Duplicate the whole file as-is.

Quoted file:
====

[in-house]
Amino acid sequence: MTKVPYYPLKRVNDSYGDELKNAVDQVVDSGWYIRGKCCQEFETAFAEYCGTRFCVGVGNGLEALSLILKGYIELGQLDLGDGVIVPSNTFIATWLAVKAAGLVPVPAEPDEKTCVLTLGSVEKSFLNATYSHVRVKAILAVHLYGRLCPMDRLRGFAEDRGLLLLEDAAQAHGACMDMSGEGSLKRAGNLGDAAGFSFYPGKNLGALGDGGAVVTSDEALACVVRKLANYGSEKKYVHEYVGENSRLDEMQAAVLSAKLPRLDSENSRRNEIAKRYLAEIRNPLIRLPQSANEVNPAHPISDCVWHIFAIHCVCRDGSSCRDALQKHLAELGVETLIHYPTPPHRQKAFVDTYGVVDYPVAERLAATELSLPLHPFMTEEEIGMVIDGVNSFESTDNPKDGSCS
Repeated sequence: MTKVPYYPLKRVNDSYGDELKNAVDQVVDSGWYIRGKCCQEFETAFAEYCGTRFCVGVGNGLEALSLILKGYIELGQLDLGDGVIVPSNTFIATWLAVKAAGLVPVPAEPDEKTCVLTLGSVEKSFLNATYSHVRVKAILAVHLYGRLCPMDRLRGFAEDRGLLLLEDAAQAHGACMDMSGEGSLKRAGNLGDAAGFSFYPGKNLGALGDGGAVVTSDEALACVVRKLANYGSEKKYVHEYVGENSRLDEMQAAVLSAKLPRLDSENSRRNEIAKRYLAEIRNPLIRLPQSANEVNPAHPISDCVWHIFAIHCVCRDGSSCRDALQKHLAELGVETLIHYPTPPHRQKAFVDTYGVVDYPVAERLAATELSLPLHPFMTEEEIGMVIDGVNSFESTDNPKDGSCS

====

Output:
[in-house]
Amino acid sequence: MTKVPYYPLKRVNDSYGDELKNAVDQVVDSGWYIRGKCCQEFETAFAEYCGTRFCVGVGNGLEALSLILKGYIELGQLDLGDGVIVPSNTFIATWLAVKAAGLVPVPAEPDEKTCVLTLGSVEKSFLNATYSHVRVKAILAVHLYGRLCPMDRLRGFAEDRGLLLLEDAAQAHGACMDMSGEGSLKRAGNLGDAAGFSFYPGKNLGALGDGGAVVTSDEALACVVRKLANYGSEKKYVHEYVGENSRLDEMQAAVLSAKLPRLDSENSRRNEIAKRYLAEIRNPLIRLPQSANEVNPAHPISDCVWHIFAIHCVCRDGSSCRDALQKHLAELGVETLIHYPTPPHRQKAFVDTYGVVDYPVAERLAATELSLPLHPFMTEEEIGMVIDGVNSFESTDNPKDGSCS
Repeated sequence: MTKVPYYPLKRVNDSYGDELKNAVDQVVDSGWYIRGKCCQEFETAFAEYCGTRFCVGVGNGLEALSLILKGYIELGQLDLGDGVIVPSNTFIATWLAVKAAGLVPVPAEPDEKTCVLTLGSVEKSFLNATYSHVRVKAILAVHLYGRLCPMDRLRGFAEDRGLLLLEDAAQAHGACMDMSGEGSLKRAGNLGDAAGFSFYPGKNLGALGDGGAVVTSDEALACVVRKLANYGSEKKYVHEYVGENSRLDEMQAAVLSAKLPRLDSENSRRNEIAKRYLAEIRNPLIRLPQSANEVNPAHPISDCVWHIFAIHCVCRDGSSCRDALQKHLAELGVETLIHYPTPPHRQKAFVDTYGVVDYPVAERLAATELSLPLHPFMTEEEIGMVIDGVNSFESTDNPKDGSCS